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Ben Lomond all set for winter fun

18/06/2015

Ben Lomond National Park is set for the expected influx of snow sport enthusiasts as soon as the snow falls.More

Temporary closure of Maria Island for wildlife management operation

15/06/2015

The Parks and Wildlife Service (PWS) wishes to advise that it intends to undertake a population control operation for macropod species at Maria Island National Park from 21-26 June 2015.More

New lease of life for Overland Track hut

03/06/2015

Narcissus Hut, at the northern end of Lake St Clair, has a new lease of life following renovations by the Parks and Wildlife Service this past summer.
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Tawny Frogmouth, Podargus strigoides

Tawny Frogmouth
Photo copyright Dave Watts

Description

The Tawny Frogmouth is a large, big-headed, nocturnal bird (to 460mm). The plumage is silver-grey, patterned with white, black and rufous mottles and streaks which provide excellent camouflage while the bird is perched. The eye is large and yellow and the wide bill is olive-grey to blackish with distinctive tufts of bristles above the bill. Females are browner than males.

Tawny Frogmouths are often confused with owls, but are actually more closely related to the nightjars. Like owls, the leading edges of the primary feathers are fringed to allow for silent flight.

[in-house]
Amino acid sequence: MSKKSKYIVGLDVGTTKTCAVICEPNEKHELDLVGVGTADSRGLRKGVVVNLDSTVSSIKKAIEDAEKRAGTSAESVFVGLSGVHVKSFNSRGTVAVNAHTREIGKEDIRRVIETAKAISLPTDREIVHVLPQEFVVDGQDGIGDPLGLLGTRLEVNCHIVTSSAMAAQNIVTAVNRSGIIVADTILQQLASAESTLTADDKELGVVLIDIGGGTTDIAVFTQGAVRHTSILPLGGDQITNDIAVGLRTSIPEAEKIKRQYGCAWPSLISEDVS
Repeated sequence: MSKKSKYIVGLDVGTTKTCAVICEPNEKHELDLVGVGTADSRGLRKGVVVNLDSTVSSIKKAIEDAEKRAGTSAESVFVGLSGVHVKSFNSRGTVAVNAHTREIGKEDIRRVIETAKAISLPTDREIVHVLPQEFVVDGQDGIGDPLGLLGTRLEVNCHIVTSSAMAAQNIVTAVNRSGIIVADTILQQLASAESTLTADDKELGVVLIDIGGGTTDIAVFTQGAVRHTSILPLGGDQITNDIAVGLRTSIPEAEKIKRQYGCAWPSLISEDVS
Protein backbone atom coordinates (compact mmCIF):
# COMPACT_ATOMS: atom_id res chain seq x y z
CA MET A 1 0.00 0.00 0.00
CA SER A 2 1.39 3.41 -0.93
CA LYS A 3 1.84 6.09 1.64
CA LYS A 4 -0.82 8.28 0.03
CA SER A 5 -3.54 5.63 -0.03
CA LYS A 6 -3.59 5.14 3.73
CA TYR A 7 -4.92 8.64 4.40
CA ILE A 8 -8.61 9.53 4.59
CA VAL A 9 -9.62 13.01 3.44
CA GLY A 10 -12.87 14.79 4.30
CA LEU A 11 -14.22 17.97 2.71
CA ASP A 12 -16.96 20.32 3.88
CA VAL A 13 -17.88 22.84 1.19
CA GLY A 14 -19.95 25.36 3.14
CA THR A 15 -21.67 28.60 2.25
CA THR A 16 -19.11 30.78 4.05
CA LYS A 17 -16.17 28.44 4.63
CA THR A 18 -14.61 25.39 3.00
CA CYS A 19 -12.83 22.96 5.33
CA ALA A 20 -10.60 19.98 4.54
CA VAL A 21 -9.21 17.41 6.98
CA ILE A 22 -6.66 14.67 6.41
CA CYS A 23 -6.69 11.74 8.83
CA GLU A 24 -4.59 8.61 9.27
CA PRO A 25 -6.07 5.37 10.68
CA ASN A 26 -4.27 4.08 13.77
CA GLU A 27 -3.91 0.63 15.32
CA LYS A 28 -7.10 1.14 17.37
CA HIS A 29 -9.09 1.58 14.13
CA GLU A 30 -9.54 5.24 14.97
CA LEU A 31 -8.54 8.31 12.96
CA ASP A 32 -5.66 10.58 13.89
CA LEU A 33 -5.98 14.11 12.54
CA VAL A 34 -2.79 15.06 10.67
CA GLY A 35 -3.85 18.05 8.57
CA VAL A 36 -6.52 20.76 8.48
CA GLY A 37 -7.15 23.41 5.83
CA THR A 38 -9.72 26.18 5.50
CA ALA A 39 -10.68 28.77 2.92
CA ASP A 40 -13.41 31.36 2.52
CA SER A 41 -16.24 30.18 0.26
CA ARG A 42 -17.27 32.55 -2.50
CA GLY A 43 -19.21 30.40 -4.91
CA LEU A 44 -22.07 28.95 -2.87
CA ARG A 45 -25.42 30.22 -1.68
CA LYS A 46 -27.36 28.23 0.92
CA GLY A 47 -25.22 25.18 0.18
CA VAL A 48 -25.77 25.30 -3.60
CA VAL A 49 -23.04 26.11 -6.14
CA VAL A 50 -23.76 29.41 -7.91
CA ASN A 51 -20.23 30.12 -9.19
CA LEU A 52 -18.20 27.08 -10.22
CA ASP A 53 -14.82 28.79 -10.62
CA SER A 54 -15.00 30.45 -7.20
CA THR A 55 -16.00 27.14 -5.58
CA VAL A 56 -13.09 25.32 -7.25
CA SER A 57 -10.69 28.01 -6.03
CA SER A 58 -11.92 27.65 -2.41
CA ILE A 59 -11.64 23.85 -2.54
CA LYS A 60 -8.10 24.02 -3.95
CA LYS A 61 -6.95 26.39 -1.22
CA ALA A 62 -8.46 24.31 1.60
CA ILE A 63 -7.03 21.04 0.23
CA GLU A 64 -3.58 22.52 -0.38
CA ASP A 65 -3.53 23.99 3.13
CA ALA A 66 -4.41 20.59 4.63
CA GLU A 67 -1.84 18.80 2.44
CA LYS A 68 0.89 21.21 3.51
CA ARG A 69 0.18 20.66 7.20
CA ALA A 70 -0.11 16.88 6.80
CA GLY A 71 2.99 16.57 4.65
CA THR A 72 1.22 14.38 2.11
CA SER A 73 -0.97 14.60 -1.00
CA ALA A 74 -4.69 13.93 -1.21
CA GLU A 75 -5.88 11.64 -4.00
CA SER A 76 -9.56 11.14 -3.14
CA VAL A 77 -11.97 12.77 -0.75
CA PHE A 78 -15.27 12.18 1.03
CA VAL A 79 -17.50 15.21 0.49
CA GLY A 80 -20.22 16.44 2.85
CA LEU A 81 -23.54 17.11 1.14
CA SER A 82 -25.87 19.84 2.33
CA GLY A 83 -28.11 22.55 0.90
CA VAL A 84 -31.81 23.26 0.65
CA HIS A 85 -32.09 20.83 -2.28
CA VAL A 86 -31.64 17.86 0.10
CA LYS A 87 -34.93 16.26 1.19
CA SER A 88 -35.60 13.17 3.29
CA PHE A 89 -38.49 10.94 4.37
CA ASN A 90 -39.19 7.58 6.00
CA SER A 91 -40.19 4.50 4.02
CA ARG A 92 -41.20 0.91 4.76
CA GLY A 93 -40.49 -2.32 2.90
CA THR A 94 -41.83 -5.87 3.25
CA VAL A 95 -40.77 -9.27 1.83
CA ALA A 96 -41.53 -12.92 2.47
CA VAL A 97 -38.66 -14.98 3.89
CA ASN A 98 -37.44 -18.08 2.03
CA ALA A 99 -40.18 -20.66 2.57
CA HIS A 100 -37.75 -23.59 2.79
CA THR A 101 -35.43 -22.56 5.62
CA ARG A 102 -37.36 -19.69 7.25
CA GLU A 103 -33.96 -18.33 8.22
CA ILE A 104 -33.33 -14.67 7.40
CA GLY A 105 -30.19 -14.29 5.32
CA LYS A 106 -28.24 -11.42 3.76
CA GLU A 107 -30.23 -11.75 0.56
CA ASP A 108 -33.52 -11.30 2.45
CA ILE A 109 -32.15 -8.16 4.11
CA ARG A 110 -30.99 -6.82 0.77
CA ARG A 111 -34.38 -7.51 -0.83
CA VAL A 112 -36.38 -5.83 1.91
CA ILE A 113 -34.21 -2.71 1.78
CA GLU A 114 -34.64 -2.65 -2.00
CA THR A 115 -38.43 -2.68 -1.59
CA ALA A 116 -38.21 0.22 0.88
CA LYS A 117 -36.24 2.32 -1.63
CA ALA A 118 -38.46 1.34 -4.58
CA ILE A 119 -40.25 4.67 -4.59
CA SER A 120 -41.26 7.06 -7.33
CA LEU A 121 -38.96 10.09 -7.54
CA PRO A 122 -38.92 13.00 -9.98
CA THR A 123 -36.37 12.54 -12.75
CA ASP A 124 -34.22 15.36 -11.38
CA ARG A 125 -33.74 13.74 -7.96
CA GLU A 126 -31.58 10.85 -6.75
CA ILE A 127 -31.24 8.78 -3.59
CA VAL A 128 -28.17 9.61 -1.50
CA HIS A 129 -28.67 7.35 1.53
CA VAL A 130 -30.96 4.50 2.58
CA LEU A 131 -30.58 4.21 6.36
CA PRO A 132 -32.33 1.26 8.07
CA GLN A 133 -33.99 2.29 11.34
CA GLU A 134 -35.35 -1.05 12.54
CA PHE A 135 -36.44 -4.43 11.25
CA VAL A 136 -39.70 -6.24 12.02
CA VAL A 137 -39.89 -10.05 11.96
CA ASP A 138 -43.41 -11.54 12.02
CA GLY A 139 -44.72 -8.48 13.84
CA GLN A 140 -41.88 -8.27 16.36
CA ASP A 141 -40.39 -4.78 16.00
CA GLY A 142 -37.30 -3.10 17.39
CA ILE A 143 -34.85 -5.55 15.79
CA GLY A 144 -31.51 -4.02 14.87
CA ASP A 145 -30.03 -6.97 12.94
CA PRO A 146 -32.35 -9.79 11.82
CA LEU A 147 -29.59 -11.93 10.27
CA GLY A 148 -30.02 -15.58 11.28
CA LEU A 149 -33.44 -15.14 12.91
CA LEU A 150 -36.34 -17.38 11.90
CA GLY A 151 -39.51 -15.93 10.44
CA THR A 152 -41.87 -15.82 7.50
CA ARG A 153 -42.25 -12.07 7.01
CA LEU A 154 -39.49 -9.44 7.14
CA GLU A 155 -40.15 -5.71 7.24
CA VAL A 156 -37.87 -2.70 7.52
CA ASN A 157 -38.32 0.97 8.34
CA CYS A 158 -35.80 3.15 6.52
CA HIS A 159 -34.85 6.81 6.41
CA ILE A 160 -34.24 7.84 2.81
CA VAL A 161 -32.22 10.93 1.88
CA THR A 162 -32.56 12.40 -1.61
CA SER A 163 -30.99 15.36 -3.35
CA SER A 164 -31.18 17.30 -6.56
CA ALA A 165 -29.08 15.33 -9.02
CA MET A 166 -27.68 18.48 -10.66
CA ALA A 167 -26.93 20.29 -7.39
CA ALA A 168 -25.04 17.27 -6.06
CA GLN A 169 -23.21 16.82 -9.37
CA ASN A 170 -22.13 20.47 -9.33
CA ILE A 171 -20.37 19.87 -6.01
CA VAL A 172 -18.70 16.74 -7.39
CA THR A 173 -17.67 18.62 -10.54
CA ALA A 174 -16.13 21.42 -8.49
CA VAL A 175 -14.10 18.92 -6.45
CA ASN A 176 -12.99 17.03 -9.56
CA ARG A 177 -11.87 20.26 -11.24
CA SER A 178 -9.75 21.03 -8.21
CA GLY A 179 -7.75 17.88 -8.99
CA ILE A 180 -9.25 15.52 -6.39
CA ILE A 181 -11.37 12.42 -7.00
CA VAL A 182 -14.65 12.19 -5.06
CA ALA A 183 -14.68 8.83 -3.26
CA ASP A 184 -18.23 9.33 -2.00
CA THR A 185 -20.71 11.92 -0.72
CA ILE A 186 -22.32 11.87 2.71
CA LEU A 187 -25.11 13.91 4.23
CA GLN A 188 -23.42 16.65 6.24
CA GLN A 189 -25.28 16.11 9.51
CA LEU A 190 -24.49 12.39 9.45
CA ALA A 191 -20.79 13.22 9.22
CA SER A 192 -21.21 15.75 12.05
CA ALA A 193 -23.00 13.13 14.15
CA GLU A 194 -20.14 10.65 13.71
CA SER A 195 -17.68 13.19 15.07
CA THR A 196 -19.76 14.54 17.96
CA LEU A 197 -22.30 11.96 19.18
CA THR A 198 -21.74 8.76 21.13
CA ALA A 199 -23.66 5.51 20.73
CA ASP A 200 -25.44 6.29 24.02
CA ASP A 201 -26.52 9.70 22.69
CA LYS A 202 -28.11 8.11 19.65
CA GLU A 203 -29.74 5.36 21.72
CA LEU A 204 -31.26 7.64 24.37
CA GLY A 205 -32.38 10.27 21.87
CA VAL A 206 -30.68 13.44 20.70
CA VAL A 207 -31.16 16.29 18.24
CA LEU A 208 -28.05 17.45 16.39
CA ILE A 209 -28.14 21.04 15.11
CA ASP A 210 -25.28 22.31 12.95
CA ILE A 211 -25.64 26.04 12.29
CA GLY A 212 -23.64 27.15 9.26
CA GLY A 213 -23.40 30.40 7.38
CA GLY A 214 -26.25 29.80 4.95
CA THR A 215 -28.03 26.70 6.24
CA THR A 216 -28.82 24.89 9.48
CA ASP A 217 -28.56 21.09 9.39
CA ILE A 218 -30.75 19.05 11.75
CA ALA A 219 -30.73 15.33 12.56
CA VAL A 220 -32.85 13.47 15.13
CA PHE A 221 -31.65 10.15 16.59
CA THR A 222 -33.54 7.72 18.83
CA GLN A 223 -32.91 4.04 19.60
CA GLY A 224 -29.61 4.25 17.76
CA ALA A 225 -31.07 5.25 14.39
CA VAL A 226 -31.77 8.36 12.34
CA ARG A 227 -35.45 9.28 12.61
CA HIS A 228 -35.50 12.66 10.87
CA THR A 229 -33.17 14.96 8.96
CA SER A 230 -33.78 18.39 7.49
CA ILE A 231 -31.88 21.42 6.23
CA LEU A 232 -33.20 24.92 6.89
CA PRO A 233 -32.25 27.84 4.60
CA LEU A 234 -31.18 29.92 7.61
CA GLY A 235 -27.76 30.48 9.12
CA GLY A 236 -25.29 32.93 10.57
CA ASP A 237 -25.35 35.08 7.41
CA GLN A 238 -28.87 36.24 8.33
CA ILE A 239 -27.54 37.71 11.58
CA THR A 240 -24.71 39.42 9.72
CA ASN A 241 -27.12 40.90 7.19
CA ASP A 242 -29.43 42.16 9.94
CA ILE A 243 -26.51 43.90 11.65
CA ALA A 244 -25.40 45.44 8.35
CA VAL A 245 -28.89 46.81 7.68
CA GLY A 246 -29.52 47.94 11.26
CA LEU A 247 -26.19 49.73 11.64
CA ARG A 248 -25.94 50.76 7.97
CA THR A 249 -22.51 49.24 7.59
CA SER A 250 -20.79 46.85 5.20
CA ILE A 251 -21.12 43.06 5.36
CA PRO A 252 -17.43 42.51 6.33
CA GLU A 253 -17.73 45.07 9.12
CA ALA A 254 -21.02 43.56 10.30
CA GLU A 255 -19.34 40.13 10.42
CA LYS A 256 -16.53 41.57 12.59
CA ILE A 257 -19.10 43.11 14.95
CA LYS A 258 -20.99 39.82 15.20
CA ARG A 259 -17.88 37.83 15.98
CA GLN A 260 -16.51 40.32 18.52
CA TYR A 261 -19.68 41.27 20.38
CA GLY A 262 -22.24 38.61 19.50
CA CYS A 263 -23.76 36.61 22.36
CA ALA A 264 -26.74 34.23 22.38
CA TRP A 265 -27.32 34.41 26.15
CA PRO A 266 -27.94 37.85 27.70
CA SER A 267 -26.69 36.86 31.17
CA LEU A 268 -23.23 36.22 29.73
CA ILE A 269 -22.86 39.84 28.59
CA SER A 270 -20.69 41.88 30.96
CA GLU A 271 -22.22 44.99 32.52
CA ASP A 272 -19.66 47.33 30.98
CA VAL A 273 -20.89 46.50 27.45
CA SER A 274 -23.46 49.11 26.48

Habitat

The Tawny Frogmouth occurs in a variety of habitats, including forests, woodlands, parks and gardens. During the day, they roost on tree branches camouflaged as part of the tree.

Diet

The Tawny Frogmouth's diet comprises large nocturnal insects such as moths, as well as spiders, worms, slugs and snails. Small mammals, reptiles, frogs and birds are also eaten. The Tawny Frogmouth pounces upon its prey from a perch.

Tawny Frogmouths are at risk of being hit by cars while chasing insects illuminated in the beam of the headlights.

Breeding

The nest is a loose platform of sticks, usually placed on a horizontal forked tree branch. Pairs mate for life and are often seen perched together. Two white eggs are laid. Both sexes incubate the eggs. The male sits during the day, but both sexes share sitting at night.

Call


A low, repeated "oom-oom-oom". (Audio recordings courtesy of Fred van Gessel
Tawny Frogmouth
Distribution Map courtesy Natural Values Atlas, data from theLIST
© 2010 State of Tasmania

Distribution

The Tawny Frogmouth is found throughout Australia.

In Tasmania, the species is a widespread and common resident throughout northern and eastern parts of the State.